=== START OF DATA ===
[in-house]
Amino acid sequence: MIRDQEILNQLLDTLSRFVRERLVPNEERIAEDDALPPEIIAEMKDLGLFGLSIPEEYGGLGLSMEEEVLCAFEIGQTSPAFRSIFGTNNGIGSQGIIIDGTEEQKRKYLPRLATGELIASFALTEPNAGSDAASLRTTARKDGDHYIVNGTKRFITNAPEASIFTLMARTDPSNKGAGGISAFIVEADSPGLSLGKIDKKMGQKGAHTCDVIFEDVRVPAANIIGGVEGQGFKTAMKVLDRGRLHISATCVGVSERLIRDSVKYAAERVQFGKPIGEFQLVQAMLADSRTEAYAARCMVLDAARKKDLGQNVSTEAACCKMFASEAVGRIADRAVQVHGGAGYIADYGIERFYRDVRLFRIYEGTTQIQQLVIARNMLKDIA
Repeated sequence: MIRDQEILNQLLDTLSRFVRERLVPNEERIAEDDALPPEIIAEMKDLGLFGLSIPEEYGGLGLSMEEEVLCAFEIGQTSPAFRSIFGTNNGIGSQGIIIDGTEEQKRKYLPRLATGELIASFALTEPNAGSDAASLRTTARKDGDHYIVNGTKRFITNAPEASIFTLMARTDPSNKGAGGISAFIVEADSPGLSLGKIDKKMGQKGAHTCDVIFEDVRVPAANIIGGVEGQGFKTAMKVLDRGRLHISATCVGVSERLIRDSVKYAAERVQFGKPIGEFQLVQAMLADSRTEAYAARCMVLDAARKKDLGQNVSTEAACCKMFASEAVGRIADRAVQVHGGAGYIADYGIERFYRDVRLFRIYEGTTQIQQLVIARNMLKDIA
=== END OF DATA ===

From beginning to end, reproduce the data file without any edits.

[in-house]
Amino acid sequence: MIRDQEILNQLLDTLSRFVRERLVPNEERIAEDDALPPEIIAEMKDLGLFGLSIPEEYGGLGLSMEEEVLCAFEIGQTSPAFRSIFGTNNGIGSQGIIIDGTEEQKRKYLPRLATGELIASFALTEPNAGSDAASLRTTARKDGDHYIVNGTKRFITNAPEASIFTLMARTDPSNKGAGGISAFIVEADSPGLSLGKIDKKMGQKGAHTCDVIFEDVRVPAANIIGGVEGQGFKTAMKVLDRGRLHISATCVGVSERLIRDSVKYAAERVQFGKPIGEFQLVQAMLADSRTEAYAARCMVLDAARKKDLGQNVSTEAACCKMFASEAVGRIADRAVQVHGGAGYIADYGIERFYRDVRLFRIYEGTTQIQQLVIARNMLKDIA
Repeated sequence: MIRDQEILNQLLDTLSRFVRERLVPNEERIAEDDALPPEIIAEMKDLGLFGLSIPEEYGGLGLSMEEEVLCAFEIGQTSPAFRSIFGTNNGIGSQGIIIDGTEEQKRKYLPRLATGELIASFALTEPNAGSDAASLRTTARKDGDHYIVNGTKRFITNAPEASIFTLMARTDPSNKGAGGISAFIVEADSPGLSLGKIDKKMGQKGAHTCDVIFEDVRVPAANIIGGVEGQGFKTAMKVLDRGRLHISATCVGVSERLIRDSVKYAAERVQFGKPIGEFQLVQAMLADSRTEAYAARCMVLDAARKKDLGQNVSTEAACCKMFASEAVGRIADRAVQVHGGAGYIADYGIERFYRDVRLFRIYEGTTQIQQLVIARNMLKDIA